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Shavuot 5778 Reflections – Rabbi Mark Hyman

14 May 2018 6:39 PM | Muriel Dance (Administrator)

As we approach Shavuot, perhaps we might gain a unique perspective by reflecting on the stories of the Patriarchs in B’raysheet.  As we consider celebrating Matan Torah on Shavuot, read Megillat Ruth and fete the phenomenon we call conversion, what do we do with Genesis, and with those Mamas and Papas, the Avot and Imahot, our Patriarch and Matriarchs? Are we celebrating the first Jews?  Were the Patriarchs, and by association their wives, Jews?

Like many of you, I was taught, and I have taught for decades that Abraham was the first Jew, right? But we could also ask, when did real and authentic Judaism begin? We really cannot begin with the Tanach for that Bible begins with Adam, and Eve in the Torah, but we would all surely agree that the Torah does not apply to Adam. He ostensibly receives only one Mitzvah, p’ru u’rvu, propagate! And one could argue, perhaps he also received one negative mitzvah, the first no-no, namely to NOT eat from a specific tree.

Noah receives one Mitzvah before the Flood, but God’s command to Noah to build the Ark is but Hora’at Shaah, an emergency edict applying only this one time and situation. After the Flood he receives seven commandments, the Noahide Laws, and they become Mitzvot for his descendants, B’nai Noach. Now, we have a religion for humanity. But stay with me.

Abraham receives the Mitzvah of Brit Milah, and is Promised the Land, and several references are clearly made regarding righteousness and justice and the transmission of those values to our children, but let’s face it, Avraham is father to many children and to many nations, and many of them could not even marginally be considered to be Jews.

Ishmael and Esau yield to Isaac and Jacob to inherit the blessing of Abraham. 

Jacob has only Jewish children and very few mitzvot to give them: Milah, Gid Hanasheh, plus perhaps those same seven Noahide Mitzvot, and they as Jacob become Israel, they gradually also become B’nai Yisrael – but not Jewish in the way we understand the term today. So are they actually B’nai Noach at this point in time?  Perhaps we could state that they are Jews, but without Torah, without the full range of Mitzvot. 

Yet these are our roots – and this is also our ancestry.

And we know that in a true sense, Judaism begins with Moshe and with Mount Sinai.  And it is at that place, at Horev, that all physical and ethnic Jews are converted to Judaism, through Milah (ritual circumcision), through Tevilah (immersion), through Korban (offerings & sacrifice), and through Kabalat Ol Ha-Mitzvot, the acceptance of the yoke, the burden of those Taryag, those 613 Mitzvot.

 Consider these texts from Maimonides in Mishnah Torah, Isurei Biyah (Forbidden Intercourse):

  רמב"ם הלכות איסורי ביאה פרק יג הלכה א

 בשלשה דברים נכנסו ישראל לברית במילה וטבילה וקרבן.

With three things did Israel enter the Brit, enter the Covenant; with Milah, Tevila and Korban

  רמב"ם הלכות איסורי ביאה פרק יג הלכה ד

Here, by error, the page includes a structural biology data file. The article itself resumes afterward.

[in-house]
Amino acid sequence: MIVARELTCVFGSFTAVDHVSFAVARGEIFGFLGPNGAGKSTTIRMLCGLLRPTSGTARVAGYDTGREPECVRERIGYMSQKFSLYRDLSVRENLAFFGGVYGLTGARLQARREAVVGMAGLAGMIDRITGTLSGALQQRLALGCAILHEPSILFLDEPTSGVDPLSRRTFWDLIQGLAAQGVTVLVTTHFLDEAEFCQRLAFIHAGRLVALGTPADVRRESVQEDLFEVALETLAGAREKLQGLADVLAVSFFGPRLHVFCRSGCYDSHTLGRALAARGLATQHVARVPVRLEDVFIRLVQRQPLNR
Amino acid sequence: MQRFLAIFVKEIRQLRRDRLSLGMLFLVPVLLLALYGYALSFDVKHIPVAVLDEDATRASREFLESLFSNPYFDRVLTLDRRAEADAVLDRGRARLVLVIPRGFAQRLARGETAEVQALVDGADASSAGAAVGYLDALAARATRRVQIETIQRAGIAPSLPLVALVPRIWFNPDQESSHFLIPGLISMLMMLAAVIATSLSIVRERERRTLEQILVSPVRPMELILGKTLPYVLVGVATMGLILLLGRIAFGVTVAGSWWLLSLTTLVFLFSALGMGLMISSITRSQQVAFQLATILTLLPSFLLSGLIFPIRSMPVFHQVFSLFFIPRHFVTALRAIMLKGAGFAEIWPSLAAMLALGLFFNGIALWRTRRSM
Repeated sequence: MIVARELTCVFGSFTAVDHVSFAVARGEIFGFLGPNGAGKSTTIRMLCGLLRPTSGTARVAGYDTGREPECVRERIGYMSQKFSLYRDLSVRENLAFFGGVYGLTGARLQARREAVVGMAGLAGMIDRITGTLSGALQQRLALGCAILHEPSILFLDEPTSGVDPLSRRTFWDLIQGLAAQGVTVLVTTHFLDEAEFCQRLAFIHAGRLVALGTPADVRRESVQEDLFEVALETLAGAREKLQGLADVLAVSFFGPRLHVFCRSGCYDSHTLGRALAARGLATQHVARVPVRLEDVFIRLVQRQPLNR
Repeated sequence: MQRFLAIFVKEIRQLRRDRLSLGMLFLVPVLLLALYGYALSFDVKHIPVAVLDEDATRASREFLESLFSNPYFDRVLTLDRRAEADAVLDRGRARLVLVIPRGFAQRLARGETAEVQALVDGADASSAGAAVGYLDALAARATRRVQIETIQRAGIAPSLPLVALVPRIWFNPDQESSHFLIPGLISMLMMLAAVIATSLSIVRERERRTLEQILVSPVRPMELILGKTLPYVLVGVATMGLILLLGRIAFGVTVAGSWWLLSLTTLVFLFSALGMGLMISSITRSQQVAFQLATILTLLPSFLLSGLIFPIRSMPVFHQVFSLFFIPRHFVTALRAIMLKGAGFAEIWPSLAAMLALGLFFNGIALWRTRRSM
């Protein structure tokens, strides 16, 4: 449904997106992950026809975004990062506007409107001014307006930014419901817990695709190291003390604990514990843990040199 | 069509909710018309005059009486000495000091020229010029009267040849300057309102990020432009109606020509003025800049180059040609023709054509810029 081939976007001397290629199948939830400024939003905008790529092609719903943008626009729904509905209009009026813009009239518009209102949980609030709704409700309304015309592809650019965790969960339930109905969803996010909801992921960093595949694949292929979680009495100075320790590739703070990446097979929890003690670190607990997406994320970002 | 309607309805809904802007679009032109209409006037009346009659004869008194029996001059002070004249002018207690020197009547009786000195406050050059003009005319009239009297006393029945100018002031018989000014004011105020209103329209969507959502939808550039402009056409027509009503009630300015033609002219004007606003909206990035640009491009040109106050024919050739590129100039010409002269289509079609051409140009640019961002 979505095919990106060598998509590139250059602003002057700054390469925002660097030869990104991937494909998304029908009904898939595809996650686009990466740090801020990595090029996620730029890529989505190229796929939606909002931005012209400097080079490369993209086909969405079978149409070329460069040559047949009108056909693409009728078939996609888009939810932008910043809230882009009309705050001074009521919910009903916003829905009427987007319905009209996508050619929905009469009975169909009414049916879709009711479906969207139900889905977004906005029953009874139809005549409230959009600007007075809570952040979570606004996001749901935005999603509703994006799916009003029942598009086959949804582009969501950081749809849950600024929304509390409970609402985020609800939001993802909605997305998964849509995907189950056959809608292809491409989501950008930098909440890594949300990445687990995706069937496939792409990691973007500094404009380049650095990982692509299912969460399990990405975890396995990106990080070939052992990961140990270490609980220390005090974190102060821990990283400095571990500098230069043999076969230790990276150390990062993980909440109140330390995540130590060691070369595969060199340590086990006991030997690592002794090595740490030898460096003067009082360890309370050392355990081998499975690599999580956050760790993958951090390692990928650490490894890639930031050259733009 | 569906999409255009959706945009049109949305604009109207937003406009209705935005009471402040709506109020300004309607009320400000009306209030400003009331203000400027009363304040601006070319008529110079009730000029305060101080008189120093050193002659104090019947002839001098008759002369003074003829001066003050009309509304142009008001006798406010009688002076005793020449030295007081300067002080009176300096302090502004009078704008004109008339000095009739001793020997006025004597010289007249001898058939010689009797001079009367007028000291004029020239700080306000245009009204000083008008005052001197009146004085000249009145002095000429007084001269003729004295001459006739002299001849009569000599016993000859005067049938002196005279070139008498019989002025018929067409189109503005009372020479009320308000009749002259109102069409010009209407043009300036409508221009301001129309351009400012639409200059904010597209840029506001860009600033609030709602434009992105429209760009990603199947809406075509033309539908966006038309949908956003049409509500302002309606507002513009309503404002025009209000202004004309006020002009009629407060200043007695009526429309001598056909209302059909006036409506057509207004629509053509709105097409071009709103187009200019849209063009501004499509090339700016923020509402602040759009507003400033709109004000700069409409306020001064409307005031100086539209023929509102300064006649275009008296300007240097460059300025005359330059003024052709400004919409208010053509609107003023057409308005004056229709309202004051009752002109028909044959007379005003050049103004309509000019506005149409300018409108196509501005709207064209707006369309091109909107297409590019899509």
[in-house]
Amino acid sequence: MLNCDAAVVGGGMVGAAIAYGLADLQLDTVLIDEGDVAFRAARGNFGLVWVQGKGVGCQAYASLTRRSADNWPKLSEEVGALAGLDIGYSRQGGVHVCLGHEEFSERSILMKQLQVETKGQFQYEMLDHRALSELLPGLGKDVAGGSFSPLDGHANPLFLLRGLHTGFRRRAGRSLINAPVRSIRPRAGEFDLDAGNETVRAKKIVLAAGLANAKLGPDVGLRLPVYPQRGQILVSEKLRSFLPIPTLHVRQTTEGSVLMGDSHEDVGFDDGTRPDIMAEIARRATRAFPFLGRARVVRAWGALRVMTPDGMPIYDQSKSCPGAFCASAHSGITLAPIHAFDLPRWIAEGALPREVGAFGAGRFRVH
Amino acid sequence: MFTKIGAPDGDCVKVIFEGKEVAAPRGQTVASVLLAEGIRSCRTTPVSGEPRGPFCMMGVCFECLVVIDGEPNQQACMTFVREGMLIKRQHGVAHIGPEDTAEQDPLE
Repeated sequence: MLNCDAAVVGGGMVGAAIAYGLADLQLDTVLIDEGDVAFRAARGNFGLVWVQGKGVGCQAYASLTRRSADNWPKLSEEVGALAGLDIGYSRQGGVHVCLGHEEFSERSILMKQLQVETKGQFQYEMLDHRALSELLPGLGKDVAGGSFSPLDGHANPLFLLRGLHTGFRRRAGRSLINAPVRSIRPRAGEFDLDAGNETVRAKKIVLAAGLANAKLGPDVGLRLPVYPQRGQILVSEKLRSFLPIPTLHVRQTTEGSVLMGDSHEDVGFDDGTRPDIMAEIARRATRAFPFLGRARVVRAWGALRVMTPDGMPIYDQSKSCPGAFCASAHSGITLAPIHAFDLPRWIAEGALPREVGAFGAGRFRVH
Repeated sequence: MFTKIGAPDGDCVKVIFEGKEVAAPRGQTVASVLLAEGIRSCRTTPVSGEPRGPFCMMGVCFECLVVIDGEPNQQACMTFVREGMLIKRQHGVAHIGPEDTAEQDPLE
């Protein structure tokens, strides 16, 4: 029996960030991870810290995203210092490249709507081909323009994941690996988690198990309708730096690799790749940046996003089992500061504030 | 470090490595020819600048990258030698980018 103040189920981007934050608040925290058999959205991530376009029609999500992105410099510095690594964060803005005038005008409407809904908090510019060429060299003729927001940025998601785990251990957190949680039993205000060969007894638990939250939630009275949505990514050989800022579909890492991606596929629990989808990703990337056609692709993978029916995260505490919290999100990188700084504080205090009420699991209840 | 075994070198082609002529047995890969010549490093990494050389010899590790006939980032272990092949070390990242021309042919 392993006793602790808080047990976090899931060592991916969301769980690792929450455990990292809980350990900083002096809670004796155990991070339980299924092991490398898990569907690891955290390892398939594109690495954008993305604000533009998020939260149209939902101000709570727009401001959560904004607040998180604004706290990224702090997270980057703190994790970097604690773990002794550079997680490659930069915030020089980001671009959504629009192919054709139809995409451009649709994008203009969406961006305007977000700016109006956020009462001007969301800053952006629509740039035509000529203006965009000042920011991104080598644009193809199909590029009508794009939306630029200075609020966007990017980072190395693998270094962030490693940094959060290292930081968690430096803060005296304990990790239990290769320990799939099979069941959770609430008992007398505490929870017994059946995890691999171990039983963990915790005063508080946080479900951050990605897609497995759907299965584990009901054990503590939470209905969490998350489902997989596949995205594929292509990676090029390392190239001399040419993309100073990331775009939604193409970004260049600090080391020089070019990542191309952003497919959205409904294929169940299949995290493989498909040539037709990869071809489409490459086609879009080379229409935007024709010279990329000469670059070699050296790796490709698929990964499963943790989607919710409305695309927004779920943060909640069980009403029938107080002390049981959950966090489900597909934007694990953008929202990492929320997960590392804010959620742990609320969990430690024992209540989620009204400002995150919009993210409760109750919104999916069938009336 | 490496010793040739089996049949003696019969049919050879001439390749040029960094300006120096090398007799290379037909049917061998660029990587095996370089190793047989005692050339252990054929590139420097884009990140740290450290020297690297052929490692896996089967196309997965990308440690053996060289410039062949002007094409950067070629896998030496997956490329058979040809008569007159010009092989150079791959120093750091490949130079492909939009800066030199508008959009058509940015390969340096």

וכן לדורות כשירצה העכו"ם להכנס לברית ולהסתופף תחת כנפי השכינה ויקבל עליו עול תורה צריך מילה וטבילה והרצאת קרבן, ואם נקבה היא טבילה וקרבן שנאמר ככם כגר, מה אתם במילה וטבילה והרצאת קרבן אף הגר לדורות במילה וטבילה והרצאת קרבן.

And so for the generation, when a gentile wishes to enter the covenant, and to be added under the wings of the Shechinah and accept the burden of Torah, he needs Milah and Immersion and Korban. If it is a female she needs Tevila and Korban. As it said: As with you, so too with the Ger, (just) as you are with Milah and Tevilah and Korban, so too for the Ger for the generations with Milah, Tevilah, Korban.

So along these lines, one could posit that Judaism authentically began at Sinai with the conversion of all the Jews who had departed from Egypt. And you might therefore ask, what were Avraham and Yitzhak and Yaakov? Well, they were essentially B’nai Noach, ‘sons of Noah,’ with those seven mitzvot of the B’nai Noach, plus circumcision, and Gid Hanashe (no hind quarter, no filet mignon) – and P’ru U’vu (be fruitful) which was given to Adam. 

So, it seems to follow that If all Jews are ultimately descendants of converts, then current converts are as good, as authentic, and as real as we are. This could be an interesting shiur for our people to consider, and for others who incorrectly and inappropriately feel that even a committed conversionary process does not make a person a true and authentic Jew.

This concept might also serve as a humbling reminder to we rabbis, who serve as teachers and sit on Batei Din to truly evaluate and judge the acceptability, the readiness, the honesty and sincerity of the candidates who come before us, of our sacred charge to open our arms as lovingly and broadly as we possibly can.  It is our unique responsibility to see the splendid beauty of their desire to join the Jewish People, just as we each did so many generations ago.

Rabbi Mark Hyman delivered this D'var Torah at the Board of Governors meeting, May 1, 2018; 16 Iyar 5778

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